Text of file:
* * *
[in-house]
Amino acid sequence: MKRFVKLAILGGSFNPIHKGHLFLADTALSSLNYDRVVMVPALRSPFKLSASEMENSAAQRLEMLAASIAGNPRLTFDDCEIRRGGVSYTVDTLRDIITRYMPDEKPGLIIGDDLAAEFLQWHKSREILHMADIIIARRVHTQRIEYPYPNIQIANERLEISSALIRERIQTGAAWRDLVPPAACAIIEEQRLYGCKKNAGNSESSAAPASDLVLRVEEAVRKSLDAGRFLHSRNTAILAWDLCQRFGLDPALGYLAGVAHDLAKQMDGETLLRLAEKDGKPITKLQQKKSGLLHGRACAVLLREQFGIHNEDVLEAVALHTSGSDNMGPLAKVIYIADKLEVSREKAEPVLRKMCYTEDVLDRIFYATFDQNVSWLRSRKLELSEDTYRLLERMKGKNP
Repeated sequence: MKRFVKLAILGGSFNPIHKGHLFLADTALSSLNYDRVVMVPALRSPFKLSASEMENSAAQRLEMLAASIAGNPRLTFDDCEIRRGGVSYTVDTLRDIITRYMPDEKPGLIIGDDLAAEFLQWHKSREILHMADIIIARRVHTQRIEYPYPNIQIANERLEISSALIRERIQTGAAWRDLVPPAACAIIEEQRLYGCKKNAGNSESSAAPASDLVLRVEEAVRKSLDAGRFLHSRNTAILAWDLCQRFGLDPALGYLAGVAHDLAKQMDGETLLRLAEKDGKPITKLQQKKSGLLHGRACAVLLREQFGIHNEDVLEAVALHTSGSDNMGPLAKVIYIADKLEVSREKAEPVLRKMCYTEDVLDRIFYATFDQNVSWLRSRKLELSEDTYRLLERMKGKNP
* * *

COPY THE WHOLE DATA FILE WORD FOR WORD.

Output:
[in-house]
Amino acid sequence: MKRFVKLAILGGSFNPIHKGHLFLADTALSSLNYDRVVMVPALRSPFKLSASEMENSAAQRLEMLAASIAGNPRLTFDDCEIRRGGVSYTVDTLRDIITRYMPDEKPGLIIGDDLAAEFLQWHKSREILHMADIIIARRVHTQRIEYPYPNIQIANERLEISSALIRERIQTGAAWRDLVPPAACAIIEEQRLYGCKKNAGNSESSAAPASDLVLRVEEAVRKSLDAGRFLHSRNTAILAWDLCQRFGLDPALGYLAGVAHDLAKQMDGETLLRLAEKDGKPITKLQQKKSGLLHGRACAVLLREQFGIHNEDVLEAVALHTSGSDNMGPLAKVIYIADKLEVSREKAEPVLRKMCYTEDVLDRIFYATFDQNVSWLRSRKLELSEDTYRLLERMKGKNP
Repeated sequence: MKRFVKLAILGGSFNPIHKGHLFLADTALSSLNYDRVVMVPALRSPFKLSASEMENSAAQRLEMLAASIAGNPRLTFDDCEIRRGGVSYTVDTLRDIITRYMPDEKPGLIIGDDLAAEFLQWHKSREILHMADIIIARRVHTQRIEYPYPNIQIANERLEISSALIRERIQTGAAWRDLVPPAACAIIEEQRLYGCKKNAGNSESSAAPASDLVLRVEEAVRKSLDAGRFLHSRNTAILAWDLCQRFGLDPALGYLAGVAHDLAKQMDGETLLRLAEKDGKPITKLQQKKSGLLHGRACAVLLREQFGIHNEDVLEAVALHTSGSDNMGPLAKVIYIADKLEVSREKAEPVLRKMCYTEDVLDRIFYATFDQNVSWLRSRKLELSEDTYRLLERMKGKNP